Obviously, your little one’s favourite comforter and book should be within reach at all times, but new toys and experiences are exciting for young minds so pack a few treats in the play bag. And to really keep the magic alive, wrap them up and give them out throughout the flight to keep your kid entertained.

60. Never underestimate the value of tape
A roll of washi tape can turn your lap tray into a track for your children’s cars to zoom along.

61. Airlines are child friendly
Many long haul carriers provide kid packs for young flyers. Emirates, for example, offer all parents an Infant Kit with useful essentials such as nappy cream, bibs and wipes.

62. Tiny tummies
Many long-haul airlines also offer kids’ meals plus food specially designed for babies. So do not fret if your little one eats their way through their packed meals before you’re even halfway.

63. Protect little ears
Ear defenders can help protect your little one’s ears from popping… if they’ll keep them on that is.

64. Take off and landing

Give your small ones a bottle, dummy or something to chew while the plane takes off and lands. This should help little ears from popping. 

Choosing the right holiday for you

65. Pick flight times wisely
Try to plan your flight time around your little one’s routine. If you can, opt for a flight that coincides with nap time.

66. Connections
Ensure there’s enough time between connecting flights for toilet breaks as well as adequate time to stretch little legs. Babies may want to roll around so bring a blanket to cover any dirty floors, while toddlers can run free.

67. Travelling to the airport
If you’re driving to the airport for a morning flight, try to keep baby asleep during the drive and get them dressed for the day when you arrive. This way they’ll have your time at the airport to be awake, meaning that by the time you board, they should be ready for a nice long nap.

68. Choose a family-friendly resort
To help reduce your packing list, choose a hotel that is specifically for families. They should then have some equipment readily available for you to use, such as bottle warmers and sterilisers.

We recommend Ikos hotels. To discover more check out our five-minute read: Which Ikos resort is right for me?

69. Location, location, location
Consider flight times and your child’s ability to sit on a plane. Europe is a good option for toddlers. Spain is just a two-hour flight, while Greece is only four. For babies in arms – or bassinets – the Middle East, (think popular hotspots Dubai, Abu Dhabi and Oman), is seven hours, while Maldives is between 10 and 11 hours.

cute baby crawling around the airport

70. A room with a view
Consider your room or suite choice within your chosen resort. A room overlooking a busy pool area may be too noisy at nap time. And an overwater villa in Maldives will present a horde of safety concerns for toddlers.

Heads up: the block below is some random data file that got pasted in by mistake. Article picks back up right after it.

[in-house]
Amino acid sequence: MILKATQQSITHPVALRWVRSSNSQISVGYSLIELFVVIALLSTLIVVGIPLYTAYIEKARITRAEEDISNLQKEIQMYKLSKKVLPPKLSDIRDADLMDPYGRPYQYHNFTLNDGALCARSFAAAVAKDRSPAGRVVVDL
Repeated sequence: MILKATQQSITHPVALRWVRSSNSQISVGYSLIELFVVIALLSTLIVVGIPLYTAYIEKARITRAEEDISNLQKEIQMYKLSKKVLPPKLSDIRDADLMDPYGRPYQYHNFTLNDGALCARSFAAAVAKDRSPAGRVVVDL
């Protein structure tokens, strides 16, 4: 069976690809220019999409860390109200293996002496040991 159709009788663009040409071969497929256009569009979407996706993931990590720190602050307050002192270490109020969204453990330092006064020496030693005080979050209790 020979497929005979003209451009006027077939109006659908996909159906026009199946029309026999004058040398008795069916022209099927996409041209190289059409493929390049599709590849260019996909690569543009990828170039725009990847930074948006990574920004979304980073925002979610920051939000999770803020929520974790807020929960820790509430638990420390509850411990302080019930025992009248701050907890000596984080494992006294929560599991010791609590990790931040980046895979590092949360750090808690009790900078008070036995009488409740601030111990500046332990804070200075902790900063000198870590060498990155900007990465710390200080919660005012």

71. Level down
Check your resort has a lift before you request a room on a high floor, and that individual villas have doors on the ground level, not up or down a flight of steps.

Carrying your pram with baby or toddler inside is not only heavy but also a safety risk… pool shoes and flip-flops are not known for their grip!

When booking with Winged Boots our personal travel managers and dedicated concierge will handle all these fiddly room requests for you, allowing you to travel with ease.

72. Book with a reputable travel agent
Take the stress away from your holiday planning by letting an expert travel manager take the reins. They’ll ensure all the little details are thought through, such as making sure any equipment required is on the booking notes and that your little one has a travel cot in the room. Winged Boots’ team of personal travel managers are experts in organising family travel and can handle every aspect with ease, leaving you free to relax.

73. Confirm your transfers

Book private transfers ahead of your holiday and request the correct size car seat. 

74. Hire car seats in destination
Alternatively, look into hiring a car seat in destination. This may be easier than checking your seat into the hold. It also avoids any risk of damage to your car seat while travelling. 

75. Multipurpose equipment 
If you’re planning on driving while on your holiday or travelling frequently in destination, you may choose to bring a car seat with you. To save space, you could opt for a Doona, an innovative car seat with wheels that turns into a pram. Just note that this does not comply with airline hand luggage dimensions so will need to be checked into the hold.

This guide has been formulated by personal travel managers and support staff of Winged Boots who have all travelled with their young children. Many tips are formed from their first-hand experiences – yes, there was an incident where a toddler was sick on their parent halfway through a flight to LA – and this is the same approach we use when booking your holidays. We use our first-hand knowledge to create the perfect trip for you, something an online comparison website could never do. We are real people going on real holidays and are ready to assist you in your travel planning. For any help organising your family holiday, contact Winged Boots today on 0203 816 0985. 

Did you enjoy this read? For more family travel tips click here.